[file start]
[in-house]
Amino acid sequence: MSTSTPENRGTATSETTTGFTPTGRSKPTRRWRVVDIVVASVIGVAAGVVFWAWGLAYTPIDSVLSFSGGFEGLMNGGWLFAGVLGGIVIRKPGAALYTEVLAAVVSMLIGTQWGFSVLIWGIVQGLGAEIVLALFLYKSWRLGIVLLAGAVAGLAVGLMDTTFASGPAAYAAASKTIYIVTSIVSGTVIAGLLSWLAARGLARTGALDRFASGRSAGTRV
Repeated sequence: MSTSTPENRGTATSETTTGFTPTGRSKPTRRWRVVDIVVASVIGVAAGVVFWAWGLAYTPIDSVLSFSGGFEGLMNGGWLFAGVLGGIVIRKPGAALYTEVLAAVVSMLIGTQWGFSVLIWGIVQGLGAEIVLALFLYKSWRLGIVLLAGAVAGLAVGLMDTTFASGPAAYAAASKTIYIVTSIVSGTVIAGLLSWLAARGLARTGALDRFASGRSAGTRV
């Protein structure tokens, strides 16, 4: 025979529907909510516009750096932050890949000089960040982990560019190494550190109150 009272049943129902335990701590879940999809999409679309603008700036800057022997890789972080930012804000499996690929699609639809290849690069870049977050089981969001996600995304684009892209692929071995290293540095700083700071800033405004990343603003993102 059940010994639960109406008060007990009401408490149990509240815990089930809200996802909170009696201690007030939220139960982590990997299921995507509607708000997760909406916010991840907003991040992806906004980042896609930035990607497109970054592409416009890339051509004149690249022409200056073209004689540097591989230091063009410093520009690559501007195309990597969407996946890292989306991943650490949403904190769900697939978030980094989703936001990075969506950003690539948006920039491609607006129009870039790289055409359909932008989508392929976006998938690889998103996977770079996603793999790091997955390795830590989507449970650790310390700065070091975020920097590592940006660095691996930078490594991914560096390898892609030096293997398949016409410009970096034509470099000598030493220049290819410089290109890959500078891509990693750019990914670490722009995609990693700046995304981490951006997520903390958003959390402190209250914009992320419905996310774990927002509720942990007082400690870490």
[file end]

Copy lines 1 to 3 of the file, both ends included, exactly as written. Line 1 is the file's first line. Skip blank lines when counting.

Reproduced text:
[in-house]
Amino acid sequence: MSTSTPENRGTATSETTTGFTPTGRSKPTRRWRVVDIVVASVIGVAAGVVFWAWGLAYTPIDSVLSFSGGFEGLMNGGWLFAGVLGGIVIRKPGAALYTEVLAAVVSMLIGTQWGFSVLIWGIVQGLGAEIVLALFLYKSWRLGIVLLAGAVAGLAVGLMDTTFASGPAAYAAASKTIYIVTSIVSGTVIAGLLSWLAARGLARTGALDRFASGRSAGTRV
Repeated sequence: MSTSTPENRGTATSETTTGFTPTGRSKPTRRWRVVDIVVASVIGVAAGVVFWAWGLAYTPIDSVLSFSGGFEGLMNGGWLFAGVLGGIVIRKPGAALYTEVLAAVVSMLIGTQWGFSVLIWGIVQGLGAEIVLALFLYKSWRLGIVLLAGAVAGLAVGLMDTTFASGPAAYAAASKTIYIVTSIVSGTVIAGLLSWLAARGLARTGALDRFASGRSAGTRV